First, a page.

// remove element of map with key John delete(personAge, "John")
fmt.Println("Updated Map: ", personAge) }

Output

Initial Map:  map[Harry:20 Hermione:21 John:25]
Updated Map:  map[Harry:20 Hermione:21]

Here, we have used the delete() function to remove the element denoted by the key "John".

delete(personAge, "John")

The function takes two arguments:

  • personAge - name of the map
  • John - key of the element which is to be deleted

Note: If the key passed to the delete() function is not present inside the map, the function does nothing.


Looping through the map in Golang

We can use a Go for range loop to iterate through each element of the map. For example,

package main
import "fmt"

func main() {

  // create a map
  squaredNumber := map[int]int{2: 4, 3: 9, 4: 16, 5: 25}

// for-range loop to iterate through each key-value of map for number, squared := range squaredNumber { fmt.Printf("Square of %d is %d\n", number, squared) }
}

Output

Square of 2 is 4
Square of 3 is 9
Square of 4 is 16
Square of 5 is 25

In the above code, the for range loop accesses each key/value pair of the map.

Working of the for range loop

Iteration number squared
1 2 4
2 3 9
3 4 16
4 5 25

Note: We have used the Printf() function to make our output look much cleaner and understandable.


Frequently Asked Questions

Create Go Map using the make() function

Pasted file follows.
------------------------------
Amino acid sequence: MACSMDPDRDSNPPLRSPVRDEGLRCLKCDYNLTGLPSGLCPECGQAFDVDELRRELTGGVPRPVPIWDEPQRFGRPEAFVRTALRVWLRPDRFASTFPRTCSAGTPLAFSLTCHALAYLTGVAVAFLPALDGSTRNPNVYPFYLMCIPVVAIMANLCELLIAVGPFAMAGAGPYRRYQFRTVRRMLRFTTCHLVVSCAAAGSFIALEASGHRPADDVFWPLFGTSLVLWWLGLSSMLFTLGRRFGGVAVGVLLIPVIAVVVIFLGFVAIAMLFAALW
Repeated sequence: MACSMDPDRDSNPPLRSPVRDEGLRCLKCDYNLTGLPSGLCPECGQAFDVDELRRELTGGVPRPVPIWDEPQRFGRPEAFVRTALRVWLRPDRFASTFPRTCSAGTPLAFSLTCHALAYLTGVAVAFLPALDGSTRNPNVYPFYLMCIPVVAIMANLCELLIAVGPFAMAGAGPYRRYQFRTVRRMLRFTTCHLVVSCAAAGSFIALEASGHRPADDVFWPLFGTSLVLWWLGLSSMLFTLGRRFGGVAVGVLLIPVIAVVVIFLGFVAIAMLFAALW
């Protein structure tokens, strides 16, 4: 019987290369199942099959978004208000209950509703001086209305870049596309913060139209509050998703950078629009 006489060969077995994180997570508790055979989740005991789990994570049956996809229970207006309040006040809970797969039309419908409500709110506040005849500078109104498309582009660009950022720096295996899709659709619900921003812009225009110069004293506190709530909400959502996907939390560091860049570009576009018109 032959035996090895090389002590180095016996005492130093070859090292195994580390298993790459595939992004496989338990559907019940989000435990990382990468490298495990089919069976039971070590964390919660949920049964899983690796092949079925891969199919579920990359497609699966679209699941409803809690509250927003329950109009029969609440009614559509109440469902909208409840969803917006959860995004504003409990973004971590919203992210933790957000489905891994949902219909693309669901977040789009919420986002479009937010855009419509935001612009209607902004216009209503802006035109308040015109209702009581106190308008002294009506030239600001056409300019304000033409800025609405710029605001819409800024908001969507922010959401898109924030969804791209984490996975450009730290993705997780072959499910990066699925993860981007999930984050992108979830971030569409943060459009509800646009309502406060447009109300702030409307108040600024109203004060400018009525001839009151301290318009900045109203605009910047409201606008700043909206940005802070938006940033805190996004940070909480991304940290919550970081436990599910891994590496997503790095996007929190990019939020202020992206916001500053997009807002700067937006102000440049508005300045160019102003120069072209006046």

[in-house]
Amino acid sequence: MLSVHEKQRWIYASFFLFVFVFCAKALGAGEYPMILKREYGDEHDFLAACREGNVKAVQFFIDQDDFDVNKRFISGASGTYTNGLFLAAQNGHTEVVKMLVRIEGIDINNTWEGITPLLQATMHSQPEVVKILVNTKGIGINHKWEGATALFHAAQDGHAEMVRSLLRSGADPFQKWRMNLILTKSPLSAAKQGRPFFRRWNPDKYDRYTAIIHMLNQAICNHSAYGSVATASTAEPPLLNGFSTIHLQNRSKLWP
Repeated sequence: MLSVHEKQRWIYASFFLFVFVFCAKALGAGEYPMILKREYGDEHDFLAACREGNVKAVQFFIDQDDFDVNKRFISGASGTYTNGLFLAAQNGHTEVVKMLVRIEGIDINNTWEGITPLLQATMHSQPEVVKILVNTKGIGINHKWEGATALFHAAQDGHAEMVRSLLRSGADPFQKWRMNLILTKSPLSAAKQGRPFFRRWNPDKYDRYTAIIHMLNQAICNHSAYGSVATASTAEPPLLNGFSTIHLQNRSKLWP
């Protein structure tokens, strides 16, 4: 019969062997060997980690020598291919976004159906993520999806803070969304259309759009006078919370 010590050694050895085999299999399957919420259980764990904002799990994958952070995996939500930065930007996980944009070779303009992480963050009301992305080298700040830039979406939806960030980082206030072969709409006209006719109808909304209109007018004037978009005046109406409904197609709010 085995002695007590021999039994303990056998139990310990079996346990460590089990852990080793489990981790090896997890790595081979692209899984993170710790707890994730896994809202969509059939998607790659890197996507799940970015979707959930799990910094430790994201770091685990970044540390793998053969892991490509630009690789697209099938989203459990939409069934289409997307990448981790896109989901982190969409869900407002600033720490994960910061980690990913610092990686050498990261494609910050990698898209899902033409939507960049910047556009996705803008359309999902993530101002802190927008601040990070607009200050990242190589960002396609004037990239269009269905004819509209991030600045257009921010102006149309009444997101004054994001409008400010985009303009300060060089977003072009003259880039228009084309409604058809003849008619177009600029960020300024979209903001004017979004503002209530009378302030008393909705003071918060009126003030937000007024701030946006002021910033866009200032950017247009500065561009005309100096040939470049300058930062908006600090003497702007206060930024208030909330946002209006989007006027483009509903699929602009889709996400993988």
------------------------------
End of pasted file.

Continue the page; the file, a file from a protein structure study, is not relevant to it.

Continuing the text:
Till now, we have provided the initial values while creating a map. However, if we need to create a map without any initial value, we can use the make() function.

package main
import "fmt"

func main() {

// create a map using make() student := make(map[int]string)
// add elements to the map student[1] = "Harry" student[2] = "Lilly" student[5] = "Harmonie" fmt.Println(student) }

Output

map[1:Harry 2:Lilly 5:Harmonie]

Once we create a map with the make() function, we can now perform all other operations (change, delete, access) to the map.

Access Keys of a Golang Map

We can also use the for range to only access the keys of a map. For example,

package main
import "fmt"

func main() {

  // create a map
  places := map[string]string{"Nepal": "Kathmandu", "US": "Washington DC", "Norway": "Oslo"}

// access only the keys of the map for country := range places { fmt.Println(country) }
}

Output

Nepal
US
Norway

Notice the use of the for range loop,

for country := range places {

Here, the second entity (capital) is not used because we only want to retrieve the keys "Nepal", "US", "Norway" of the map.

Access Values of a Go Map using blank identifier

We use the blank identifier _ with the for range loop to access values of a map. For example,

package main
import "fmt"

func main() {
  places := map[string]string{"Nepal": "Kathmandu", "US": "Washington DC", "Norway": "Oslo"}

for _, capital := range places { fmt.Println(capital) }
}

Output

Kathmandu
Washington DC
Oslo

Notice that we have used _ in place of the country (for keys). This is because if we have to use every variable that we declare inside the body of the for loop.

So, if we have used country (variable to denote keys), then we must use that inside the loop. Otherwise, we will get an error.

places := map[string]string{"Nepal": "Kathmandu", "US": "Washington DC", "Norway": "Oslo"}

// country variable is declared but not used
for country, capital := range places {
  // throws an error
  fmt.Println(capital)
}